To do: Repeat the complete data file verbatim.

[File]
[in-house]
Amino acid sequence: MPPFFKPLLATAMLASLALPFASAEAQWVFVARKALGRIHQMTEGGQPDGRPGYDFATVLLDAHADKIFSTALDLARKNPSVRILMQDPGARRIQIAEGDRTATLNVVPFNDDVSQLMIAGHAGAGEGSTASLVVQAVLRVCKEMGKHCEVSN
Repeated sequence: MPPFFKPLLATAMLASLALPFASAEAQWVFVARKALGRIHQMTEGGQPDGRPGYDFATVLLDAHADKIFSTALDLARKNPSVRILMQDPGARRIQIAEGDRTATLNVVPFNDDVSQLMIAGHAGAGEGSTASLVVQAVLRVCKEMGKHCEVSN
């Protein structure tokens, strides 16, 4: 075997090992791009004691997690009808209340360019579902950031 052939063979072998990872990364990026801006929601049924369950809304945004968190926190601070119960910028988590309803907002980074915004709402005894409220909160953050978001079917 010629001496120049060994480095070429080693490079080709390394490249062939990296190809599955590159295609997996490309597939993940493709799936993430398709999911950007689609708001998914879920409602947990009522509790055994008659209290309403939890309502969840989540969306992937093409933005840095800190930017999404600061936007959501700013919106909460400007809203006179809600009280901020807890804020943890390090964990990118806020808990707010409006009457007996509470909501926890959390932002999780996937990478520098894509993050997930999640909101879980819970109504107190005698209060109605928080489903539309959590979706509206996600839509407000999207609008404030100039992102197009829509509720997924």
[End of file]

[in-house]
Amino acid sequence: MPPFFKPLLATAMLASLALPFASAEAQWVFVARKALGRIHQMTEGGQPDGRPGYDFATVLLDAHADKIFSTALDLARKNPSVRILMQDPGARRIQIAEGDRTATLNVVPFNDDVSQLMIAGHAGAGEGSTASLVVQAVLRVCKEMGKHCEVSN
Repeated sequence: MPPFFKPLLATAMLASLALPFASAEAQWVFVARKALGRIHQMTEGGQPDGRPGYDFATVLLDAHADKIFSTALDLARKNPSVRILMQDPGARRIQIAEGDRTATLNVVPFNDDVSQLMIAGHAGAGEGSTASLVVQAVLRVCKEMGKHCEVSN
């Protein structure tokens, strides 16, 4: 075997090992791009004691997690009808209340360019579902950031 052939063979072998990872990364990026801006929601049924369950809304945004968190926190601070119960910028988590309803907002980074915004709402005894409220909160953050978001079917 010629001496120049060994480095070429080693490079080709390394490249062939990296190809599955590159295609997996490309597939993940493709799936993430398709999911950007689609708001998914879920409602947990009522509790055994008659209290309403939890309502969840989540969306992937093409933005840095800190930017999404600061936007959501700013919106909460400007809203006179809600009280901020807890804020943890390090964990990118806020808990707010409006009457007996509470909501926890959390932002999780996937990478520098894509993050997930999640909101879980819970109504107190005698209060109605928080489903539309959590979706509206996600839509407000999207609008404030100039992102197009829509509720997924």